Bread Crisis: Libya’s Central Bank Rejects New Letters of Credit for Flour

Governor of the Central Bank of Libya (CBL) Al-Siddiq Al-Kabeer emphasised that the letters of credit, which were opened in 2020 for the supply of flour, were appropriate for the amounts consumed in Libya.

In response to the Head of Presidential Council, Fayez Al-Sarraj’s regarding requests for new letters of credit to import flour, the Governor of the Central Bank of Libya (CBL) Al-Siddiq Al-Kabeer has on Sunday issued a statement.

Al-Kabeer emphasised that the letters of credit, which were opened in 2020 for the supply of flour, were appropriate for the amounts consumed in Libya.

The General Union of Bakers in Tripoli shut down all bakeries in the city on Saturday, citing an increase in the price of ingredients. This move was justified by the union’s head, Saeed Boukhreiss who claimed the new prices were necessary due to the new prices of flour being linked to lack of supply by the mills’ company.  

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The Governor explained that the PM’s call represents a grave breach of the country’s financial law and public spending controls, stipulated in the 2015 Libyan Political Agreement (LPA). He further stated that the state’s balance of foreign exchange with the Libyan Foreign Bank (LFB) is linked to sovereign revenues.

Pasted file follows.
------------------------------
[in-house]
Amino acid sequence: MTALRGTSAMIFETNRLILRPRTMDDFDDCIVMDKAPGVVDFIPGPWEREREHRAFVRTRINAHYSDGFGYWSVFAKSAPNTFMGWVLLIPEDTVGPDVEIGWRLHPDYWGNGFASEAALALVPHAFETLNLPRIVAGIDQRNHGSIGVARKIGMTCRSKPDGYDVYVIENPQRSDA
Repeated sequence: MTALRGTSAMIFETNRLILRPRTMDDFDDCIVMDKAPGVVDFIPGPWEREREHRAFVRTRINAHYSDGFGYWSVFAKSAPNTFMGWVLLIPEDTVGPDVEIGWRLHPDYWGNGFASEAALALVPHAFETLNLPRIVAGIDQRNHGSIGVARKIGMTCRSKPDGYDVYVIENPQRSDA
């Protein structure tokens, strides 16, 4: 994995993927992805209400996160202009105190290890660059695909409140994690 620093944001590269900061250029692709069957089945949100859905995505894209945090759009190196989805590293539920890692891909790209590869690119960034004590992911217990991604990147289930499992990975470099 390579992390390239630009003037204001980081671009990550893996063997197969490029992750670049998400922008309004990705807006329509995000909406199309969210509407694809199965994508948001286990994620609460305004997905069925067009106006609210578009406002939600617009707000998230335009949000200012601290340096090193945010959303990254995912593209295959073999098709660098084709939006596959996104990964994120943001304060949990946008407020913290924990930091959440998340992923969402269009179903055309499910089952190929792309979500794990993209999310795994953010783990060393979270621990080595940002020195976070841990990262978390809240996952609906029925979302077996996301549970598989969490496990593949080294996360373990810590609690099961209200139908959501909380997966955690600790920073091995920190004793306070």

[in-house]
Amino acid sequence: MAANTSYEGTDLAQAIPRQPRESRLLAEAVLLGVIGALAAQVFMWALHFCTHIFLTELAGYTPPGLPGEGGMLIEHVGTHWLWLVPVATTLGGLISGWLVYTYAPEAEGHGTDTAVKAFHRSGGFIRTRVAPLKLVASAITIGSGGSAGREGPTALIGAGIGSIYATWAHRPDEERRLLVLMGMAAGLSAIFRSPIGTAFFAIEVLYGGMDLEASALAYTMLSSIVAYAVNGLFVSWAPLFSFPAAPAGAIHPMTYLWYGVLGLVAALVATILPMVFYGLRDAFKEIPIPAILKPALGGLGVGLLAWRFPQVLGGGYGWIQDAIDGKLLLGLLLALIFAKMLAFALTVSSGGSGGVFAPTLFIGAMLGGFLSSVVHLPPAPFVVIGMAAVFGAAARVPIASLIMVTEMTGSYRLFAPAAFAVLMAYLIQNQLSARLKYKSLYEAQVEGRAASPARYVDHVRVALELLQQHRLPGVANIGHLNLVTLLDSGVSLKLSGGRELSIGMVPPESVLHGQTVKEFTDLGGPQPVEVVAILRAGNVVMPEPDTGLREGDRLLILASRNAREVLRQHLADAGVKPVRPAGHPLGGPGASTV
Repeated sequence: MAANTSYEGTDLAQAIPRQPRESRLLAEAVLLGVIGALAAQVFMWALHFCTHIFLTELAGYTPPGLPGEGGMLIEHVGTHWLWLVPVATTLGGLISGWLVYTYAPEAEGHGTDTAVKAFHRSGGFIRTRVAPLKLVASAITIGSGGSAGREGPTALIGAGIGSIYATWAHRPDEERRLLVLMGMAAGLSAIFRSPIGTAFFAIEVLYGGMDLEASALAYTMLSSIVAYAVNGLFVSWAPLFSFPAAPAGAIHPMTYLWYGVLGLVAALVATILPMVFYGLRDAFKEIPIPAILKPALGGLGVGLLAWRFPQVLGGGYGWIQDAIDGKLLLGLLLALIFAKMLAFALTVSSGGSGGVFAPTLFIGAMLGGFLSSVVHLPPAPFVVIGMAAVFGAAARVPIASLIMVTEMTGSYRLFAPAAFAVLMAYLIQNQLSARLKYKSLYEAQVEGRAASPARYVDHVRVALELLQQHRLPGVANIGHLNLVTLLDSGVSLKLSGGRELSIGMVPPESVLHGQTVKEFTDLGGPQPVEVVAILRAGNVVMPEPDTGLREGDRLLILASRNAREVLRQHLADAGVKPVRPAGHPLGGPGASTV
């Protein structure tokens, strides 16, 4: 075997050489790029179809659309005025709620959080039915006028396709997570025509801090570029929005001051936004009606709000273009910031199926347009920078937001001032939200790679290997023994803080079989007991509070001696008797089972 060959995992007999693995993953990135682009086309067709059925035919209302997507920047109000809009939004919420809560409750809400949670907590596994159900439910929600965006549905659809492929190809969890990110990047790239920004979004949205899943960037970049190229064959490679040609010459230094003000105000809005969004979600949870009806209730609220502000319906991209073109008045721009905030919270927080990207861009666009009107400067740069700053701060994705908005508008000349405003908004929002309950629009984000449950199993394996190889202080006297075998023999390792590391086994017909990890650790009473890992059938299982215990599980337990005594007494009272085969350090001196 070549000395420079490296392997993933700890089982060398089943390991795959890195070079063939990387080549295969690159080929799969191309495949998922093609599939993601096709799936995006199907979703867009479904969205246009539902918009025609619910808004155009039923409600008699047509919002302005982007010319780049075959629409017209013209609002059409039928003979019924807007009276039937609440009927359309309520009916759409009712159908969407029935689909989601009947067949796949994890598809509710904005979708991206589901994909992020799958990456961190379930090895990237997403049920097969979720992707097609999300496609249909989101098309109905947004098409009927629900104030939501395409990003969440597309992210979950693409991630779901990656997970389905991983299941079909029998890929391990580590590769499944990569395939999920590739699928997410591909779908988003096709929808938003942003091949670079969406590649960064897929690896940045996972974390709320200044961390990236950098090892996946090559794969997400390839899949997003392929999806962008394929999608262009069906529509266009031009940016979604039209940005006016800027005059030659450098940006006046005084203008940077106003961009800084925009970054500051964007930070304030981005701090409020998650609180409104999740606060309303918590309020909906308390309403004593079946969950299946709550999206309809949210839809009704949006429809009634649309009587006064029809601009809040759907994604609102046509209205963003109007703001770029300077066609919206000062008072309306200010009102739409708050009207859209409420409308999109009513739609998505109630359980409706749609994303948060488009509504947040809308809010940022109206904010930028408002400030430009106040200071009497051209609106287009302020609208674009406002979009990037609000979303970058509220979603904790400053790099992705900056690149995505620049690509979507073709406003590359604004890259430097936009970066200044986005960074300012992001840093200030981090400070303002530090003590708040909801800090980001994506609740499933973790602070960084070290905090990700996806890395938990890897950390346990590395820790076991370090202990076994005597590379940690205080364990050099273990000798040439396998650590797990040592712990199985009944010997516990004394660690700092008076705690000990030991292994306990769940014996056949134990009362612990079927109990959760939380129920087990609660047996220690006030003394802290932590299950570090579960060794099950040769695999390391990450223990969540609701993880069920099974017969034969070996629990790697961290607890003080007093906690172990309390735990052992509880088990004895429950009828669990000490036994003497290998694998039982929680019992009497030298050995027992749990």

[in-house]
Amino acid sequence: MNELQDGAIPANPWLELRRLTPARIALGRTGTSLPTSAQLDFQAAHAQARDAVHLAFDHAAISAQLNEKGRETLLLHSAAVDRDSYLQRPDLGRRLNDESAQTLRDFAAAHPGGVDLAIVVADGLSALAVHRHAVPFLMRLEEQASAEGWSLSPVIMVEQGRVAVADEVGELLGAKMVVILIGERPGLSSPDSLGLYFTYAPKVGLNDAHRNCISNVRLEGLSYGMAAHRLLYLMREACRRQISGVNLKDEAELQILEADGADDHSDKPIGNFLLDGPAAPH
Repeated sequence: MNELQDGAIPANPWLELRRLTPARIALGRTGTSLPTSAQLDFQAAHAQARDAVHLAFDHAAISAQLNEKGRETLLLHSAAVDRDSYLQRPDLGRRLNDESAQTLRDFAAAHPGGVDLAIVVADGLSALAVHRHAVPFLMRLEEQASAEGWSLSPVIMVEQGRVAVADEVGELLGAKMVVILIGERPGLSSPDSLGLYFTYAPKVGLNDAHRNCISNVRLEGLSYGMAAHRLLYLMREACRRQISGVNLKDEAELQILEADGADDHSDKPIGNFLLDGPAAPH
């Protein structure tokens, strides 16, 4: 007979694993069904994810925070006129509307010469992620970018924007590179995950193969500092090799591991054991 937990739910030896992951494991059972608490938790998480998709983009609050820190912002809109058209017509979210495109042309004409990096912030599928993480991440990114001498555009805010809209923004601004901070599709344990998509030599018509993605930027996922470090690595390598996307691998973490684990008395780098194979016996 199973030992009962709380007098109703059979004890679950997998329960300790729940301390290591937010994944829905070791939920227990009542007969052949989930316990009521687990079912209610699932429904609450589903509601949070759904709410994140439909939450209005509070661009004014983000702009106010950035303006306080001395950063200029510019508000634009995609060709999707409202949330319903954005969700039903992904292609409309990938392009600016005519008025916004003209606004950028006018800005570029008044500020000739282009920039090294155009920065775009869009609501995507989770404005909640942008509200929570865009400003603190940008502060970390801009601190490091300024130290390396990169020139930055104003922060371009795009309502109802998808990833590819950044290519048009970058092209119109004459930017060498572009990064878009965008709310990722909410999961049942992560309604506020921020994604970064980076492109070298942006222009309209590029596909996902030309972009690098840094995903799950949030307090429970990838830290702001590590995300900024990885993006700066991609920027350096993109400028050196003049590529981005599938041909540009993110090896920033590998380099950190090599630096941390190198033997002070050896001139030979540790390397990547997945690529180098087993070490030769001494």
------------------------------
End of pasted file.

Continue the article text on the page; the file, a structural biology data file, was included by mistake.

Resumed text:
Al-Kabeer also countered rumours suggesting that it had opened letters of credits for importing unnecessary food items.

He further reminds the GNA officials on their obligation to control the country’s borders and ports to curb the smuggling of subsidised goods, especially flour and fuel.

Bakeries reopened Monday after the Bakers’ Union reached an agreement with the control authorities. Bread prices have been impacted largely by flour shortage, the prices of wheat which increased globally by 40% and the new exchange rate of the Libyan dinar to U.S. dollar on the confectionary sector. Bakeries may face dire straits in the coming months if state authorities do not resolve the problem satisfactorily.

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In 2018, inflationary pressure and dwindling oil prices among other factors saw bakeries in Tripoli abruptly shut for two weeks, thereby triggering a food crisis around bread – a staple for many Libyans.

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